A council's controversial move to a four-day working week means food waste could be left rotting in bins for more than two weeks, it has been claimed.
From the middle of this month, South Cambridgeshire Council will no longer collect rubbish five days a week under a new trial, as its staff move to a four-day week.
The move will affect the bin collections of about 104,000 residents from 18 September.
It comes as Scotland's first minister, Humza Yousaf, is expected to announce plans on Tuesday for Scottish civil servants to begin a four-day working week pilot scheme later this year.
It is understood the first trials will take place at public sector agencies that are not closely linked to ministerial departments, The Guardian reported.
South Cambridgeshire Council, currently in its own four-day week trial, is scrapping Monday collections, claiming they cause confusion with changes whenever there is a bank holiday.
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Under the new timetable, some households who previously had their rubbish collected at the start of the week will have to wait more than two weeks for waste - including food - to be collected as the changes settle in.
The council, run by the Liberal Democrats, is the first in the UK to trial giving staff a three-day weekend, but critics say it is shortchanging ratepayers.
Councillor Heather Williams, the leader of the Conservative opposition at the council, told the Daily Telegraph: “It’s treating the residents with disdain just assuming they’ll put up with whatever is thrown at them. I don’t think it’s giving the taxpayer value for money. You want five days worth of work, not four.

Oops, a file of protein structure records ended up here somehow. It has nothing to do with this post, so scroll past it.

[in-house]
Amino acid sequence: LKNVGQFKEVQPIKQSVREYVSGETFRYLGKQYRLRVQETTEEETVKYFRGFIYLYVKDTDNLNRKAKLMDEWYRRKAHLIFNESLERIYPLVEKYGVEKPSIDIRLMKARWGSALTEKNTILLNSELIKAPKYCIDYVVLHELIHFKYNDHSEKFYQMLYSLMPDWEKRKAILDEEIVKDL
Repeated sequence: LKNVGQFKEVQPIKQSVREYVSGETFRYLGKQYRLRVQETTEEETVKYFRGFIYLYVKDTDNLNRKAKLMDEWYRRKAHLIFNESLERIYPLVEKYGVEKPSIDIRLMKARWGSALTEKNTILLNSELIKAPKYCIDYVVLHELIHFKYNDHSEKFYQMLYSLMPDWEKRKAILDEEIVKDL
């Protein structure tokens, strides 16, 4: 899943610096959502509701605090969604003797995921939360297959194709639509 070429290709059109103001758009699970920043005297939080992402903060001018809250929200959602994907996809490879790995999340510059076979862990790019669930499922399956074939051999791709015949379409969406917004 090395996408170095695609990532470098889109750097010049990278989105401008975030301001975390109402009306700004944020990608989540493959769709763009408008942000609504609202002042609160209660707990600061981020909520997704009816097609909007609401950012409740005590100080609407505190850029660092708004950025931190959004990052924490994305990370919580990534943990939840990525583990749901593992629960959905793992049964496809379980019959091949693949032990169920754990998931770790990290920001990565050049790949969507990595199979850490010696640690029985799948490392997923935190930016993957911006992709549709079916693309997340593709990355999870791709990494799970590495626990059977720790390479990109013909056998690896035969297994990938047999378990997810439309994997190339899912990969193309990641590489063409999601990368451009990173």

“They haven’t consulted with the residents. I think it’s a complete abuse of position to do something like this.”
Richard Williams, a Tory councillor for Whittlesford, told the newspaper: “Frankly, people are outraged at the fact that the council is doing this at the expense of taxpayers.
Read more: Scotland praised for 'leading charge' as SNP 'to bring in four-day work week' (The National, 3 mins)
“It is going to cause confusion. It’s going to risk people putting things in a non-recycling bin because they’re not going to be able to put things in the recycling bin for the best part of a month.”
But Henry Batchelor, lead cabinet member for environmental services at the council, said: “We recognise that as the new routes are introduced there will be a temporary period of a couple of weeks as residents get used to new collection days in the new timetable.
"This includes disruption for a very small number of residents whose recycling bin collections will be out of sync.
“However, once bedded in, we are expecting this to be a far simpler timetable for people as there won’t be a change each time there is a bank holiday Monday.”
In July, levelling up minister Michael Gove said council staff should be working five days a week and not four, as the government called on South Cambridgeshire Council to end its trial, which it planned to run until April 2024.
"I believe very strongly... that when taxpayers are paying for services, they need to have people working a full five-day week," said Gove.
“It seems to me that for every penny that is paid in council tax, we deserve, all of us, to see those working in local government working what is a full working week for those who are council taxpayers as well.”